This briefing note draws on the research conducted for a doctoral thesis (Henley 2017) which examined the conception, passage and contestation of the Rehabilitation of Offenders Act 1974 (the henceforth ‘ROA’). Sections of this thesis were based on original archival research and Hansard records which were used to understand the rationale behind the...
Chapter
Full-text available
Este capítulo busca examinar criticamente as atuais abordagens dos registros criminais e sua divulgação fora dos processos da justiça criminal. Em particular, ele questiona as razões que sustentam as práticas de divulgação, onde os direitos de pessoas com condenações de viverem uma vida livre de estigma são frequentemente subordinados à inferida ne...
Chapter
Full-text available
In this chapter I offer an alternative perspective to the themes of ‘dying’, ‘loss’ and bereavement’ within criminal justice and explore the relationships which exist between social practices of punishment, and the status or positioning of former lawbreakers who have been punished. Firstly, I provide a brief history of punishments in England whose...
Chapter
Full-text available
The critical sociology of punishment has a long-established tradition of exploring issues such as: the differential application of penal sanctions across class, race and gender divisions; the harms associated with confinement in penal and semi-penal institutions; and the expansion of the carceral continuum into community settings. More recently, No...
Thesis
The collation and use of criminal records by the state has conventionally been regarded as essential for the prevention and detection of crime, the administration of justice and the maximisation of public safety. For instance: the police may check the criminal records of suspects to determine whether they are ‘known offenders’; those working in the...
Article
Full-text available
This article analyses the use of criminal justice measures aimed at the prevention of sexual offending across England and Wales. Specifically, it focuses on measures such as the ‘sex offenders register’ and sexual offences prevention orders (SOPOs) and the use of sanctions for their breach. Following a discussion of the apparent tensions between in...
Article
Full-text available
Social scientists, and geographers in particular, have long been interested in examining spatial patterns of offending in order to generate a “geography” of crime and criminality. This paper examines what value, if any, a geographical approach to the study of sexual offending might offer. Utilising published official data from England and Wales it...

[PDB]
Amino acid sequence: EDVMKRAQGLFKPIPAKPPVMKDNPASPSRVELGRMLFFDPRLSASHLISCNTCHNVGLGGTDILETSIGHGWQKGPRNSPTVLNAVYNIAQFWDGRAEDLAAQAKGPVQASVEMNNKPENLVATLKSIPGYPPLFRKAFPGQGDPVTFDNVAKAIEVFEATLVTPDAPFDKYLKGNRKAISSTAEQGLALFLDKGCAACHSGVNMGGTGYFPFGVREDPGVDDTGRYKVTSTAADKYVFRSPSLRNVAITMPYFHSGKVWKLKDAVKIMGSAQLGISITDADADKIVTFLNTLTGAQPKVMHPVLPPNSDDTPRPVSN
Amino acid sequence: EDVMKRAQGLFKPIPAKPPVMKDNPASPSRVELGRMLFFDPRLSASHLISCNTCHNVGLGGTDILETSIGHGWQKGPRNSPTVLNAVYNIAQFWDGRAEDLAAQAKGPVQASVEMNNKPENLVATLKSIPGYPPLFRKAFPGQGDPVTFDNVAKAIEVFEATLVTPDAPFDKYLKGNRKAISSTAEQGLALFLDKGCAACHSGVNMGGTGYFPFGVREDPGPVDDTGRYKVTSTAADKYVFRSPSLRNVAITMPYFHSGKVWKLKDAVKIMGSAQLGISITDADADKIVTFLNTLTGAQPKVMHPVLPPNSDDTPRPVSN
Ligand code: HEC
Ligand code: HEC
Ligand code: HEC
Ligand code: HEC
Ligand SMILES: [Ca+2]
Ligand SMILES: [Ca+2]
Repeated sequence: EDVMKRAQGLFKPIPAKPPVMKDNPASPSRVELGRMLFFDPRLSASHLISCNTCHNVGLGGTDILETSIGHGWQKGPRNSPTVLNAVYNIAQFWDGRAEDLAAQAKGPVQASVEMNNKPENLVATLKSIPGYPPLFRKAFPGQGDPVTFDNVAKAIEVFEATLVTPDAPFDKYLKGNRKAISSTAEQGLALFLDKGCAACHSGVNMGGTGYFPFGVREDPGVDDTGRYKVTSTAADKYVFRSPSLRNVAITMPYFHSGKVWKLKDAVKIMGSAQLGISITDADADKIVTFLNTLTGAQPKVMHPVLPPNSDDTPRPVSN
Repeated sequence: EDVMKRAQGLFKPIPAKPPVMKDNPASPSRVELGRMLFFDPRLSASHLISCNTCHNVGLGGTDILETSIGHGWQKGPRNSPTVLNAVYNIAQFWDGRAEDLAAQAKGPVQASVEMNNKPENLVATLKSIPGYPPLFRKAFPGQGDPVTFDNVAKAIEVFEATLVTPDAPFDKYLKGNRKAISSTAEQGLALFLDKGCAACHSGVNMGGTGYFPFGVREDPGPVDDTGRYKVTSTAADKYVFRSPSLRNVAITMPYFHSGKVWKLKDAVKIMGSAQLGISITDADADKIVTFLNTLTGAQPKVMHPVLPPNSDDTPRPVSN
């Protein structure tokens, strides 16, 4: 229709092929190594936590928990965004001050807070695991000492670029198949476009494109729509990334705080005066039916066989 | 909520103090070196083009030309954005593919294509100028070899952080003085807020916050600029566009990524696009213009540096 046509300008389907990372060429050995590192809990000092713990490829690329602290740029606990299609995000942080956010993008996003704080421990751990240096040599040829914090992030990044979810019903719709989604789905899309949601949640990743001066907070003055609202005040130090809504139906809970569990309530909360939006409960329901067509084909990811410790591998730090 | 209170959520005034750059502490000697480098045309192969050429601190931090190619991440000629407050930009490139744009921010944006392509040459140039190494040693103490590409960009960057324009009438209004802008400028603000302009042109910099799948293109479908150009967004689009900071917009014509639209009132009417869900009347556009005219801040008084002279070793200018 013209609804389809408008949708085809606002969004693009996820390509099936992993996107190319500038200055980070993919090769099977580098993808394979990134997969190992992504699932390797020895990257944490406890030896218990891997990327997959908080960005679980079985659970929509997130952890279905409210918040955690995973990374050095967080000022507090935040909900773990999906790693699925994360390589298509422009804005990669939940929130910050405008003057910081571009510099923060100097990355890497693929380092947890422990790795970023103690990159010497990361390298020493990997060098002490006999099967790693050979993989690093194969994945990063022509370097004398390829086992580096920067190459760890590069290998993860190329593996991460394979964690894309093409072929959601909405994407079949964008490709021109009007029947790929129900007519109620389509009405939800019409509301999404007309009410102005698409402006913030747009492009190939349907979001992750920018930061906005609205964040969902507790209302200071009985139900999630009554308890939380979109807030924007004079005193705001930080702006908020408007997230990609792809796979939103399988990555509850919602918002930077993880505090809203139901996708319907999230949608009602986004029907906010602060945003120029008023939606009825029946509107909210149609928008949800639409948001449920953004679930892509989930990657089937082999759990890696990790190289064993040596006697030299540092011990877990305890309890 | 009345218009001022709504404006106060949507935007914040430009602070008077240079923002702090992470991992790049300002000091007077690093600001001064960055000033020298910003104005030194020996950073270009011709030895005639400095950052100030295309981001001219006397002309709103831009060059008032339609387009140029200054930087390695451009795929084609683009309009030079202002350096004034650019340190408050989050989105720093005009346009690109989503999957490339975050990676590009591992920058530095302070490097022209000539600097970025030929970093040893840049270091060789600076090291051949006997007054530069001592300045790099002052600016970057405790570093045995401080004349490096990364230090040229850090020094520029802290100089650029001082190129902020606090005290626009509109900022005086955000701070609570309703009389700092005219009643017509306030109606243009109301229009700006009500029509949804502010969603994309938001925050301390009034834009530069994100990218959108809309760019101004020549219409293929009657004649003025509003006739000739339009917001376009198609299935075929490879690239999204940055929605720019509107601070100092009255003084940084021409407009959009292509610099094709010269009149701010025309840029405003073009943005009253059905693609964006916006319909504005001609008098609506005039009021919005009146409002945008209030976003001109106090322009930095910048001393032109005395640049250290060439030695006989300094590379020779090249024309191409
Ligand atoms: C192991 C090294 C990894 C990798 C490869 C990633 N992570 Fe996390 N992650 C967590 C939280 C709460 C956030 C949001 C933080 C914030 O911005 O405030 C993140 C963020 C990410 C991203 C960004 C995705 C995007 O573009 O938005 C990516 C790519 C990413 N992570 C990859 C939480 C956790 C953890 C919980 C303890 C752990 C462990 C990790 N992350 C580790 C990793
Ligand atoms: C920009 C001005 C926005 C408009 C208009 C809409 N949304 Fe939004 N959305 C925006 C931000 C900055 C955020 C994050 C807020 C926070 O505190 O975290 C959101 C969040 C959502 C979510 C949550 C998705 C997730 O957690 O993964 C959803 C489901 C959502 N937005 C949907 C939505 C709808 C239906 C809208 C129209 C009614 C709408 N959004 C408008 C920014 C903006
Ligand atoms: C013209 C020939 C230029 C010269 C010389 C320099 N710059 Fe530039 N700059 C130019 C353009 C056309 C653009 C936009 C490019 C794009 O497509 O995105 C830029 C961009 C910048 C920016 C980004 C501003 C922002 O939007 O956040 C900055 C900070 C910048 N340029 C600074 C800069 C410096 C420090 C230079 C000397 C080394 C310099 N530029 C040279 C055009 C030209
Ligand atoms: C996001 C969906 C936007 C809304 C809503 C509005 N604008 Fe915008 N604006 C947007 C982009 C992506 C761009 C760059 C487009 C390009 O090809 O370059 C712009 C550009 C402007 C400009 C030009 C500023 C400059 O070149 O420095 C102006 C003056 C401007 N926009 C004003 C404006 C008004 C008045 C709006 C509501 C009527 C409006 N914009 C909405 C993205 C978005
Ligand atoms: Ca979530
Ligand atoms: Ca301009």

Article
Full-text available
The Benthamite workhouse principle of ‘less eligibility’ dates back to the Poor Law Amendment Act 1834 and, since its application to the sphere of criminal justice, has long dictated that prisoners and other lawbreakers should always be last in the queue for access to scant welfare resources because of the moral censure attached to their behaviour....
Article
Full-text available
This article evaluates the contemporary discursive status of victims and people convicted of criminal offences. The rhetoric used by British politicians to convey the meaning of ‘rights’ is explored within media output, parliamentary speech-making and other forms of political discourse. Our analysis details how victims’ rights are sometimes advocat...

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Projects

Project (1)
Project
My work in this project is broadly focused on the impact that a criminal record may have on the citizenship and life chances of people who have been in contact with the criminal justice system. This includes looking at systems of criminal records disclosure, de jure and de facto forms of discrimination based on criminal records (the so-called 'collateral consequences' of a criminal record), and the laws and policies which seek to mitigate discrimination resulting from a criminal record.